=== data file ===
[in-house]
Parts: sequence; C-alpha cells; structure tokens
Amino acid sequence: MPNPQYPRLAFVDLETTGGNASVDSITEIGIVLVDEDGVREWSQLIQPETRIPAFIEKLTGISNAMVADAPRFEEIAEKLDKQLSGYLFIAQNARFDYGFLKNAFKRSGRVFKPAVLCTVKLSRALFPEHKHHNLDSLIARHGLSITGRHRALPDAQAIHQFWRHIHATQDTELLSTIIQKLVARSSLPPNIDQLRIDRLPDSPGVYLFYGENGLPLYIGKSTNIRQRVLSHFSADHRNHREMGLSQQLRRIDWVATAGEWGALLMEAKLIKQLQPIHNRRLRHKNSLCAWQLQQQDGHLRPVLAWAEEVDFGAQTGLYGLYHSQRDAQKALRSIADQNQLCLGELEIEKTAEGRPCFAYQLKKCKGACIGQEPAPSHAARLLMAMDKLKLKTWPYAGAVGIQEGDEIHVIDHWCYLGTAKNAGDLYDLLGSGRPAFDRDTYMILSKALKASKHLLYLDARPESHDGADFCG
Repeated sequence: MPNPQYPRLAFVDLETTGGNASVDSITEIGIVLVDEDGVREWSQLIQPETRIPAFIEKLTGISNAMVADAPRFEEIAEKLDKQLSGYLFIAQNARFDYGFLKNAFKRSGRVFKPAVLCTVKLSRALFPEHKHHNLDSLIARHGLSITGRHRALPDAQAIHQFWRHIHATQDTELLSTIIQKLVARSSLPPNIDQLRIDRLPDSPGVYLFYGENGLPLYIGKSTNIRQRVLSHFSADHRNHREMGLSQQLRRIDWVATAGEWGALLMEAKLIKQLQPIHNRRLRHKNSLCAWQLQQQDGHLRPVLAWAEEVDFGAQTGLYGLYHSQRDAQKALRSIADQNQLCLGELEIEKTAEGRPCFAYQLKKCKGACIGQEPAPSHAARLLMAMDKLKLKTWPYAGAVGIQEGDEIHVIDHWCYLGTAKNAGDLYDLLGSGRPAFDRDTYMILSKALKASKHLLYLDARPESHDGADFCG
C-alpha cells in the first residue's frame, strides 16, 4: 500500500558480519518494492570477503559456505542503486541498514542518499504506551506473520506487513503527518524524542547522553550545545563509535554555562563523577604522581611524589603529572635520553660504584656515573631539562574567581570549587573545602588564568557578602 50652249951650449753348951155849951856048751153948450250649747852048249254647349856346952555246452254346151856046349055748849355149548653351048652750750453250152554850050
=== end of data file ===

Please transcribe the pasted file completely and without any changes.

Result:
[in-house]
Parts: sequence; C-alpha cells; structure tokens
Amino acid sequence: MPNPQYPRLAFVDLETTGGNASVDSITEIGIVLVDEDGVREWSQLIQPETRIPAFIEKLTGISNAMVADAPRFEEIAEKLDKQLSGYLFIAQNARFDYGFLKNAFKRSGRVFKPAVLCTVKLSRALFPEHKHHNLDSLIARHGLSITGRHRALPDAQAIHQFWRHIHATQDTELLSTIIQKLVARSSLPPNIDQLRIDRLPDSPGVYLFYGENGLPLYIGKSTNIRQRVLSHFSADHRNHREMGLSQQLRRIDWVATAGEWGALLMEAKLIKQLQPIHNRRLRHKNSLCAWQLQQQDGHLRPVLAWAEEVDFGAQTGLYGLYHSQRDAQKALRSIADQNQLCLGELEIEKTAEGRPCFAYQLKKCKGACIGQEPAPSHAARLLMAMDKLKLKTWPYAGAVGIQEGDEIHVIDHWCYLGTAKNAGDLYDLLGSGRPAFDRDTYMILSKALKASKHLLYLDARPESHDGADFCG
Repeated sequence: MPNPQYPRLAFVDLETTGGNASVDSITEIGIVLVDEDGVREWSQLIQPETRIPAFIEKLTGISNAMVADAPRFEEIAEKLDKQLSGYLFIAQNARFDYGFLKNAFKRSGRVFKPAVLCTVKLSRALFPEHKHHNLDSLIARHGLSITGRHRALPDAQAIHQFWRHIHATQDTELLSTIIQKLVARSSLPPNIDQLRIDRLPDSPGVYLFYGENGLPLYIGKSTNIRQRVLSHFSADHRNHREMGLSQQLRRIDWVATAGEWGALLMEAKLIKQLQPIHNRRLRHKNSLCAWQLQQQDGHLRPVLAWAEEVDFGAQTGLYGLYHSQRDAQKALRSIADQNQLCLGELEIEKTAEGRPCFAYQLKKCKGACIGQEPAPSHAARLLMAMDKLKLKTWPYAGAVGIQEGDEIHVIDHWCYLGTAKNAGDLYDLLGSGRPAFDRDTYMILSKALKASKHLLYLDARPESHDGADFCG
C-alpha cells in the first residue's frame, strides 16, 4: 500500500558480519518494492570477503559456505542503486541498514542518499504506551506473520506487513503527518524524542547522553550545545563509535554555562563523577604522581611524589603529572635520553660504584656515573631539562574567581570549587573545602588564568557578602 50652249951650449753348951155849951856048751153948450250649747852048249254647349856346952555246452254346151856046349055748849355149548653351048652750750453250152554850050